I was very careful to use the term “negative talk,” not “negative thinking.” There’s a difference. And I don’t mean “self-talk” or any of that psychobable BS that shrinks bring up.

            But I should have worded it “honest talk.” I mean honest talk about the shitty state of affairs we live in. If we can’t name it, we can’t fix it.

            So we’re on the same page here, OH. I think we agree more than we disagree.

          • I agree.

            I put quotes around “negative thinking” as a concept, wasn’t implying it was your term. I’ve mentioned the purgative and self-affirming effect of large gatherings of peasants just after the Chinese Revolution collectively “speaking bitterness” about their oppression. Speaking bitterness can be positive thinking. (Speaking hopelessness, however bitter, is not.)

            Life is magic by many definitions, btw. Anyone here well versed in quantum theory (I’m not)?

          • There are several totally different valences to the word “negative,” though. One, which you guys are using, is a sort of negative emotional force.

            An important thing not to forget, though, is the usefulness of negative thinking in terms, for example, of critique. Don’t htin of negative as “bad” or “morose,” think of how on a number line, anything “less than zero” is defined as negative. (This is also the way the term “negative” is used when psychiatrists talk about “negative” and “positive” symptoms of schizophrenia…sure those are made up, but the use of the word is what I’m focusing on.)

            A critique is negative thinking because it takes a commonly-held belief and tries to negate (or at the very least ‘trouble’) its claims about itself. Anti-authoritarianism or even anti-racism are also “negative” in this sense, because they are “anti-” something. Whereas Satanism or Scientology (random examples) are “positive,” because they not only critique something but propose a new set of beliefs and a program of behavior or institutions.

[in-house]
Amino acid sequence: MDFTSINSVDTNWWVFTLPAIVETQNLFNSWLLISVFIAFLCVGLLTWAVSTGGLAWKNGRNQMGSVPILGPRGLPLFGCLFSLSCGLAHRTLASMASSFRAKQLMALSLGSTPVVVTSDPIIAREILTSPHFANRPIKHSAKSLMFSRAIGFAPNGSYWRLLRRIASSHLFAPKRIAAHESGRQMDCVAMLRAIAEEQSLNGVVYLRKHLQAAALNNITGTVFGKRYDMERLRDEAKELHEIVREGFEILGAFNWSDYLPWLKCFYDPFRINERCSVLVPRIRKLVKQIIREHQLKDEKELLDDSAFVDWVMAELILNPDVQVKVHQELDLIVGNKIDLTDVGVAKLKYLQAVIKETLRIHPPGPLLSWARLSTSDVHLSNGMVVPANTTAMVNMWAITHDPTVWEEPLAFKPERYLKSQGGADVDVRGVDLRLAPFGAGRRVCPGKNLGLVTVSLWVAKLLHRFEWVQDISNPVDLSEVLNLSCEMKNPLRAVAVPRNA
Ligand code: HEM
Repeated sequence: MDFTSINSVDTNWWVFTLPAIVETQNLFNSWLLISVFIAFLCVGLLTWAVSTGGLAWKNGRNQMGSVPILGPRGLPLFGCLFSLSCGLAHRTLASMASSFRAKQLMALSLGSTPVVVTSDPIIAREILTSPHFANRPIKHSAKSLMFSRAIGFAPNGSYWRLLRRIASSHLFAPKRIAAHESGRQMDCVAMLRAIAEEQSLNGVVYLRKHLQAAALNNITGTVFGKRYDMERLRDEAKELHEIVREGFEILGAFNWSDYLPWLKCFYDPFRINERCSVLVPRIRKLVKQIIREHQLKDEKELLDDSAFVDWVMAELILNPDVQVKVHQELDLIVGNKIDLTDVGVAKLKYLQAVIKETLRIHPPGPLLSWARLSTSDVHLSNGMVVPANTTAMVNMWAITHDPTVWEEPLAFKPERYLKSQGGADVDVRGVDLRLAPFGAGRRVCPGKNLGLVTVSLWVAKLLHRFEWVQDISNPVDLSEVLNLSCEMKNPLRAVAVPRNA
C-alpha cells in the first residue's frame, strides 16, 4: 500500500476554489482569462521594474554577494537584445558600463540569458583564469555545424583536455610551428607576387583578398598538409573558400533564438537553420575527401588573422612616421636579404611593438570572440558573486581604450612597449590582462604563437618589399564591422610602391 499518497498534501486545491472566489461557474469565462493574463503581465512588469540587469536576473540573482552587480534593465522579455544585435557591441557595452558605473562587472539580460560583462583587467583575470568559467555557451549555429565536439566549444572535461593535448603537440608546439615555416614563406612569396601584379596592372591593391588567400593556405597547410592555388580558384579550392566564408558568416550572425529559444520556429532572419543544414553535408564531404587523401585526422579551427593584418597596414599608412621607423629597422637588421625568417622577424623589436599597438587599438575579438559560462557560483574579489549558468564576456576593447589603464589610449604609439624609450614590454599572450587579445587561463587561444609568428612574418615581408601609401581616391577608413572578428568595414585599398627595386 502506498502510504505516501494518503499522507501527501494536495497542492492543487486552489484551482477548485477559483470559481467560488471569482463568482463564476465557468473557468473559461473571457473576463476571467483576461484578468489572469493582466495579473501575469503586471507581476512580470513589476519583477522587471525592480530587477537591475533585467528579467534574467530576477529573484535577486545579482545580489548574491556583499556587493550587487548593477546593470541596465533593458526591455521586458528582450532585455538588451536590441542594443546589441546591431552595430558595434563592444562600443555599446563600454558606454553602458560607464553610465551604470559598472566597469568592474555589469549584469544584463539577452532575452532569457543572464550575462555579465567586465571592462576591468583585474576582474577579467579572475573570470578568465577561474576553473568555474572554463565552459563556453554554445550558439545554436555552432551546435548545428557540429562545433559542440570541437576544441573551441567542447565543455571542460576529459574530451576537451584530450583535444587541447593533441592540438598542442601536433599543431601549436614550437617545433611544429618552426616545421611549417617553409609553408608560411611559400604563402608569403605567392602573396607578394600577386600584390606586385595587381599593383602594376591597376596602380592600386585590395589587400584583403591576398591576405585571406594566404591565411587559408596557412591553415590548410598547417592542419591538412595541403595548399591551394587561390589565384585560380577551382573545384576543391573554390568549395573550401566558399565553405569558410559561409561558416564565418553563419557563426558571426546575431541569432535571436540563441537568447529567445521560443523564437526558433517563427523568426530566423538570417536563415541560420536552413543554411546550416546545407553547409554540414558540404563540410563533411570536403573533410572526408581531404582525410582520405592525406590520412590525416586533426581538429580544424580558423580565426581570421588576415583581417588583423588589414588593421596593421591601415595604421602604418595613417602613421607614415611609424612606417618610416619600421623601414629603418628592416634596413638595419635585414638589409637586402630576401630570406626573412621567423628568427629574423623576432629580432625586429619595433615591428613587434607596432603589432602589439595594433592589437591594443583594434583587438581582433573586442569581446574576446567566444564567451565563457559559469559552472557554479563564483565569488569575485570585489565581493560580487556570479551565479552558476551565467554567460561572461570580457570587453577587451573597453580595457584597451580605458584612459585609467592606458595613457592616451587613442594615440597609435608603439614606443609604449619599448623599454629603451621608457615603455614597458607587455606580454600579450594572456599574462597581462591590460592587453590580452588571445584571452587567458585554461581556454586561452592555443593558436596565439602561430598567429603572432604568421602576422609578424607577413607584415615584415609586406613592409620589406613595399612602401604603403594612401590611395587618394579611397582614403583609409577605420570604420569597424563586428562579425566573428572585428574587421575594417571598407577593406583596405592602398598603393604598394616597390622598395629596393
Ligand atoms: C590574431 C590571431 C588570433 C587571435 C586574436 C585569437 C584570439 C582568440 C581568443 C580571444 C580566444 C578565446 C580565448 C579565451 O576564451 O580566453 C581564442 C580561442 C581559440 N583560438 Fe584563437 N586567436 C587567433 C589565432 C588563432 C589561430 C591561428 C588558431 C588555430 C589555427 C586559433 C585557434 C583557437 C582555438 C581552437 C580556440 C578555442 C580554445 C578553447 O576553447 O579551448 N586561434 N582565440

There is nothing wrong with being “negative.” It isn’t a flaw! Negativity in this sense is just a tool, one among many.

          • “Negative” and “negativistic” to me are two different things. What I was trying to stress is that being critical of something is not necessarily being negativistic. Seeing everything as hopeless is.

      • OldHead,
        I am so very sorry for your enormous and tragic loss of your mom. May she be resting peacefully now and eternally.
        I feel deeply saddened and incapable of truly recognizing the wealth of emotions and grief you must be experiencing today. I keep thinking what a cruel blow you’ve been dealt. It’s unfathomable, and I am just so sorry this is all happening at the same time to you. 🙁
        I am genuine in my wanting to ask how you are doing? I’ll assume not terrific and you’ve had much better days. I mean no harm or offense, as I simply care regardless of never meeting or knowing one another. It isn’t hard to realize how devastating such events would be on a person. And I guess that’s why I’m writing now.
        I sincerely hope you have loved ones in your life to check on you and support you during this grueling period. Please know that sleep, hydration, and good nutrition are crucial for your sustained health and well being especially during upsetting times that take away appetite and ability to sleep, an unjust reality.